RB: My first Solo Nationals was in 1993 in Salina, Kansas, photographing for Grassroots Motorsports magazine. I did not come in 1994, but in 1995 SportsCar magazine asked me to shoot the race -- and I have not missed one since. Made some great friends over the years and watched the entry list more than double over that time. I always enjoy the feedback from the racers who appreciate me being there and getting photos of them every year. Something you don’t see as much at pro races.
Q4: Coming into SCCA Solo Nationals, is there an aspect of Solo Nationals that you are most keen to capture? From candid shots to action shots, you are all amazing. But is there a type of shot you are most drawn to?
DC: I'm drawn to the shots that tell a story or help tell a story, whatever that may be. There are so many stories to tell at Nationals among the 1200+ competitors, it's a treat to be able to help capture and tell some of those.
PB: I started just shooting cars on course because they are all so awesome and that’s what folks are most likely to purchase, historically. However, I've come to realize that there is way more to the sport than just the cars themselves. The people are the main part of the story. I've really tried to focus more on the people instead of the cars the past few years. I want someone to be able to look back on my photo of them and remember the event and how great they looked, or that moment they drank out of their shoe, or when they got water dumped on them for winning with everyone giving them high fives and hugs. Also, most people want to shy away from emotional photos, but crying and disappointment is a very real and often-felt emotion at Nationals when someone gives it their all but are eeked out by someone who was just faster, somehow. People are passionate and I try to do my best to pay attention and capture not just the class winners but as many moments as I can with people helping each other and cheering each other on. It has become my favorite part, for sure.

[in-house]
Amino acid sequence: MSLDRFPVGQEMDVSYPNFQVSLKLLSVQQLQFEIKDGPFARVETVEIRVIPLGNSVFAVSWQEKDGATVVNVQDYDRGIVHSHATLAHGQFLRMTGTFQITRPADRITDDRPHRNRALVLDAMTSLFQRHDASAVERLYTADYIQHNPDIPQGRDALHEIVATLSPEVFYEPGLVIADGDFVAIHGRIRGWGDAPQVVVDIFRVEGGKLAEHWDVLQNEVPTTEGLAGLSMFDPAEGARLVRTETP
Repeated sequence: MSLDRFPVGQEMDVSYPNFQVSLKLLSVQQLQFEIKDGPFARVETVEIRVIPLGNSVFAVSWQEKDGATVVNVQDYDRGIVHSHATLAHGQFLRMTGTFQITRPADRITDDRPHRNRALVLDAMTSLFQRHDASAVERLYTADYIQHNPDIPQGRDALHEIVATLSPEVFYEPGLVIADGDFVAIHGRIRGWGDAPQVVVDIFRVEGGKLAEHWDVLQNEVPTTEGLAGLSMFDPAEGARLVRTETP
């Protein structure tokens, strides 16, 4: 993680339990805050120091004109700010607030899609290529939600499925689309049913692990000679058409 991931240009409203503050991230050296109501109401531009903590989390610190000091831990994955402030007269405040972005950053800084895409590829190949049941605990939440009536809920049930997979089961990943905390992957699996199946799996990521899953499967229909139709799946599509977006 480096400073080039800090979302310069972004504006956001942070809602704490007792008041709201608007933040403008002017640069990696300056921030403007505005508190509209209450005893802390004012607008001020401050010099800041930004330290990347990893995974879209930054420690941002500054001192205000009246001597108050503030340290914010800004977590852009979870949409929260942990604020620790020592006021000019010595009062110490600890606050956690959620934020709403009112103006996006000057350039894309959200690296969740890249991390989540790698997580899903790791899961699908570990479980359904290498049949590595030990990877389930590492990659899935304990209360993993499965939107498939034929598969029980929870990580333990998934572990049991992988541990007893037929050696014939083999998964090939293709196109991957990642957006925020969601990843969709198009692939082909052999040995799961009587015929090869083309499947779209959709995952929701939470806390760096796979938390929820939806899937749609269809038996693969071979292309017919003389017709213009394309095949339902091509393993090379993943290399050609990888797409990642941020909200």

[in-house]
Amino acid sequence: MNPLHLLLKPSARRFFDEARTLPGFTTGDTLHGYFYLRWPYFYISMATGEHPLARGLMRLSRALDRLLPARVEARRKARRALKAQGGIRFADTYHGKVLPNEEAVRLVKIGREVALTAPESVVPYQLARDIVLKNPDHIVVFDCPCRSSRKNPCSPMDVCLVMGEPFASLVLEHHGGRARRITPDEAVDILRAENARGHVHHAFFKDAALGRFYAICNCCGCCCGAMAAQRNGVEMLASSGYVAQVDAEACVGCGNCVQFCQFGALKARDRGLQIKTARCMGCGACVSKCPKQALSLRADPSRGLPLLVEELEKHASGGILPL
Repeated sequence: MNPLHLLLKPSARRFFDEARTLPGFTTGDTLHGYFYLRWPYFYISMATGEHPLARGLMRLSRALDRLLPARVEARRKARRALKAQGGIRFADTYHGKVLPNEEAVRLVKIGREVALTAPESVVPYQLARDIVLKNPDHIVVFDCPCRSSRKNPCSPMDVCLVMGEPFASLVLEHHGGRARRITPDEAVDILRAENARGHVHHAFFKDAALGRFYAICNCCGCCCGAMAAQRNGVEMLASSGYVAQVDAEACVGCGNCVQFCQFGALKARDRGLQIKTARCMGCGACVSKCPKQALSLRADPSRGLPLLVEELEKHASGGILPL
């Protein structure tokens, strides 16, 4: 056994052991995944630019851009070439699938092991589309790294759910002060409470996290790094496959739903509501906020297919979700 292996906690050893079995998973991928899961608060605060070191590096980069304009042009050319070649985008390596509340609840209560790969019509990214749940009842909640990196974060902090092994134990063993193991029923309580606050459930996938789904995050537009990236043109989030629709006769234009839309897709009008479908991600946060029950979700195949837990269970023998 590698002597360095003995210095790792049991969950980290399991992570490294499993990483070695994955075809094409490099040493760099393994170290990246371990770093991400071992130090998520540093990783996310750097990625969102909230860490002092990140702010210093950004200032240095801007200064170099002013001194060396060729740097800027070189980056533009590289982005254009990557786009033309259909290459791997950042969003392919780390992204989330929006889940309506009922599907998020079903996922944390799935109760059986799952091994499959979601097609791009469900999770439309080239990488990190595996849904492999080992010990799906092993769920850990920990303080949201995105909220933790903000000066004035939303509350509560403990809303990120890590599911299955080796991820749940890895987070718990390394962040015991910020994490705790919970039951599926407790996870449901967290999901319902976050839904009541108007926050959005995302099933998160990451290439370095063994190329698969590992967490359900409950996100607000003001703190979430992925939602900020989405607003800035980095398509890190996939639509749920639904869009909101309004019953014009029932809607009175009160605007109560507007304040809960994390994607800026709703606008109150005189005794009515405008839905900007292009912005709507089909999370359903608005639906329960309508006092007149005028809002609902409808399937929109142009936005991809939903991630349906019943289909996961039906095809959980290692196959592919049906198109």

RB: I would love to be more creative at the Solo Nationals, but I can’t miss a car and have to get guaranteed photos to SportsCar and several other magazines, as well as car and tire manufacturers. Once I feel I have a good number of shots on the second day, I can get a bit more aggressive.